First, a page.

1. Cook the potatoes in a saucepan of boiling, salted water for 10 - 12 minutes until tender. 
  2. Add the beans to blanch for the last minute of cooking. 
  3. Drain the vegetables, and refresh the beans in iced water.
  4. Halve the potatoes.
  5. In a jar shake to combine the garlic, mustard, vinegar and oil.
  6. On a large serving plate, begin by creating a layer of the watercress, then scatter with a third of the potatoes, tomatoes, and green beans. Repeat three times, and on the final layer, scatter over olives, soft boiled eggs and herbs. Drizzle with the dressing before serving.
  7. Beautiful when served alongside baked salmon fillets, and perhaps some mayonnaise.

Kalamata olives and a variety of white wine vinegars and olive oils available from both Spring Hill and Milton. 

A Lemon Tart for the Dads.

  • POSTED ON 27 Aug 2013

Mark's a big fan of lemon tart (actually we all are) and with Father's Day approaching thought to share a recipe for an easy, yet delicious one. This one promises a tangy just set custard, within a golden pastry crust, all made easier care of Careme's sweet shortcrust pre made pastry... it's seriously so good, you might starting wondering why you ever tried making your own!


  • 3 large lemons
  • 6 eggs
  • 250 grams caster sugar
  • 200 mls cream
  • 1 packet Careme pre made sweet shortcrust pastry


1. Preheat oven to 160 degrees and prepare your pastry shell for a 20cm tart tin as per Careme's instructions.

2. While tart shell is baking, zest and juice the lemons, setting aside the zest and juice.

3. Whisk together the eggs and sugar until thoroughly combines.

4. Add the lemon juice and zest to the egg mixture, continuing to whisk. After combined, whisk in the cream. You might like to transfer this mixture to a jug for ease of pouring for the next step.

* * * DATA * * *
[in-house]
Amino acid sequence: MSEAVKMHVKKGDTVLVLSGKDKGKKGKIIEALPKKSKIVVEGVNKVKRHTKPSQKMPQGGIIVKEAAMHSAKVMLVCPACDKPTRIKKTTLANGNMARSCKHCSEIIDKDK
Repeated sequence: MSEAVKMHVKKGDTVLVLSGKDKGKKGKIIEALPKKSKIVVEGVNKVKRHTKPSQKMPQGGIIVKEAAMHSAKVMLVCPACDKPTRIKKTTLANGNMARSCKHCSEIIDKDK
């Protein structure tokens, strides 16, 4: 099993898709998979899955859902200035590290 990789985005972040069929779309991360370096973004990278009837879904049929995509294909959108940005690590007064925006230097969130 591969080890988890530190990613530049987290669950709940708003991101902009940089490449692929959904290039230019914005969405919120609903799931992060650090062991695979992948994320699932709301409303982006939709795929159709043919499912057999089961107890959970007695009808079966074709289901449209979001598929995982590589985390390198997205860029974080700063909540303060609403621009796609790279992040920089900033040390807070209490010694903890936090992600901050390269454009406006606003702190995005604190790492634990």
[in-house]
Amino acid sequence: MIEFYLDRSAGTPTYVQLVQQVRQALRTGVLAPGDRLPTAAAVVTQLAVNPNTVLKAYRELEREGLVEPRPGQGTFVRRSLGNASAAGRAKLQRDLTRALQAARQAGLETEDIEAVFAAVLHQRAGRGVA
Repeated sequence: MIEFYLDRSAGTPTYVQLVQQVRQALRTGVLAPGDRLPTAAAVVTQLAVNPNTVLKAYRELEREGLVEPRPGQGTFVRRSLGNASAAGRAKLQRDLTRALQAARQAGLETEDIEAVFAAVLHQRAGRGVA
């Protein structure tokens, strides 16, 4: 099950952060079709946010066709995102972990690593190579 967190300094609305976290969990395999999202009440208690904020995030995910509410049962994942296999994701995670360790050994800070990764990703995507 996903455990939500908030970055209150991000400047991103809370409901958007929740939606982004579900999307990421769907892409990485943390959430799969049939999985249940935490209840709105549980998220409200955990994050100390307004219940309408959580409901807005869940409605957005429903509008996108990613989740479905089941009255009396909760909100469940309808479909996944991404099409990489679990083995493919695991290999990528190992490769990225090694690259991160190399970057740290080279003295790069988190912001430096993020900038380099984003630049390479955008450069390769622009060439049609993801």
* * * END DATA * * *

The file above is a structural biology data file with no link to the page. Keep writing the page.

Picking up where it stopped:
5. Once the pastry shell is cooked, reduce oven temperature to 110 degrees. Pull the pastry out of the oven and pour in the filling. Carefully return to the oven and cook for 40 - 50 minutes, until just set. The custard will have a very gentle wobble. Remove from the oven, and cool for 20 minutes.

Serving suggestion

Best with a little of YEA's French style cream fraiche on the side.


Cold Keepsakes

  • POSTED ON 21 Aug 2013

It pays to keep the freezer filled, particularly when dinner is drawing close and you haven't a clue what to serve, or what you can actually serve with what's on hand. Here are 5 of our favourites products to keep in the freezer, that transform easily into a great and delicious meal.

1. Chorizo = tortilla

These freeze really well, and when defrosted and  combined with eggs, cheese and potatoes (chances are you've got them on hand already!) a beautiful Spanish style omlette awaits. A little alioli on the side never goes astray. We like this recipe c/o Gourmet Traveller

2.  Crepes = crepes.

An easy transformation, and you can get a little creative come filling time... Either cook defrosted or frozen crepes in an oiled pan, and add your toppings, be it a fried egg with a little ham, or perhaps salmon and goats cheese?

3.  Tortellini = Tortellini en brodo